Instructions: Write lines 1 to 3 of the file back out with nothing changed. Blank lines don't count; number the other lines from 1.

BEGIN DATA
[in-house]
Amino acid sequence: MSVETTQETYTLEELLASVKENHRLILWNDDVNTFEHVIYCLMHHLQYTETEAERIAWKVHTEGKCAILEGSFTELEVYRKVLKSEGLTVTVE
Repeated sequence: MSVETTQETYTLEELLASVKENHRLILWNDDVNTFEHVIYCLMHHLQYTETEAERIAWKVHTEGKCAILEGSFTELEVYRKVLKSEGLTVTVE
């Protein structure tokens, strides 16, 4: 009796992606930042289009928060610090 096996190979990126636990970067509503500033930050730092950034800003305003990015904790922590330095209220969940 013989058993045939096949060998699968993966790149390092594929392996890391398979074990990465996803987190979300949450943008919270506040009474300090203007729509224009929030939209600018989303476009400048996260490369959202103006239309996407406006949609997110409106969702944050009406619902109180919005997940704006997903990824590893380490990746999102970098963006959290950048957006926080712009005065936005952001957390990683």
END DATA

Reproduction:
[in-house]
Amino acid sequence: MSVETTQETYTLEELLASVKENHRLILWNDDVNTFEHVIYCLMHHLQYTETEAERIAWKVHTEGKCAILEGSFTELEVYRKVLKSEGLTVTVE
Repeated sequence: MSVETTQETYTLEELLASVKENHRLILWNDDVNTFEHVIYCLMHHLQYTETEAERIAWKVHTEGKCAILEGSFTELEVYRKVLKSEGLTVTVE